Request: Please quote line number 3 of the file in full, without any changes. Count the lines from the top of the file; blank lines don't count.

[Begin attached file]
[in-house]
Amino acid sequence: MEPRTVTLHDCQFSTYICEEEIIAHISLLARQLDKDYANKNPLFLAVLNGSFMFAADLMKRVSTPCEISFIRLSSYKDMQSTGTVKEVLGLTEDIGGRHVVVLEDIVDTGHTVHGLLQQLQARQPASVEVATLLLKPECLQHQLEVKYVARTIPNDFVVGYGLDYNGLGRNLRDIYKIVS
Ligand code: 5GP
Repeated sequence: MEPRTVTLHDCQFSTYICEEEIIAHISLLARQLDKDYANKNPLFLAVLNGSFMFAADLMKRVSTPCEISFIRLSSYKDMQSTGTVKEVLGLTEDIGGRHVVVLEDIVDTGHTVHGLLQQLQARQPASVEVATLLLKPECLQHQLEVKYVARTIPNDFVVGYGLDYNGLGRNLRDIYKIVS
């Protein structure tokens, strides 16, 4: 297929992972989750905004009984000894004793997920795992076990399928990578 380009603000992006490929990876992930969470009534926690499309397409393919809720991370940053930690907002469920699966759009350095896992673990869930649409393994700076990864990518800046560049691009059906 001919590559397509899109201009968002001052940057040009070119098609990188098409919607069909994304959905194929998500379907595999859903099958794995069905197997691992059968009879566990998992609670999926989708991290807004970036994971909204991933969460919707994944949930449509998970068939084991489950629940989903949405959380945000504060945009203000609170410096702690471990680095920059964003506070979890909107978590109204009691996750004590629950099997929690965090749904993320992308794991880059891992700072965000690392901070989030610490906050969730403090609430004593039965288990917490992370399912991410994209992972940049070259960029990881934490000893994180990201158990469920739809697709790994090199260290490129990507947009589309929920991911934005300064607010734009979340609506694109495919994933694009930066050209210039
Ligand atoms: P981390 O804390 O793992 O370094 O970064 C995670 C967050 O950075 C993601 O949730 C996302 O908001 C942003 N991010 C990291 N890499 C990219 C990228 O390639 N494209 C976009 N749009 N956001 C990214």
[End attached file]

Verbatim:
Ligand code: 5GP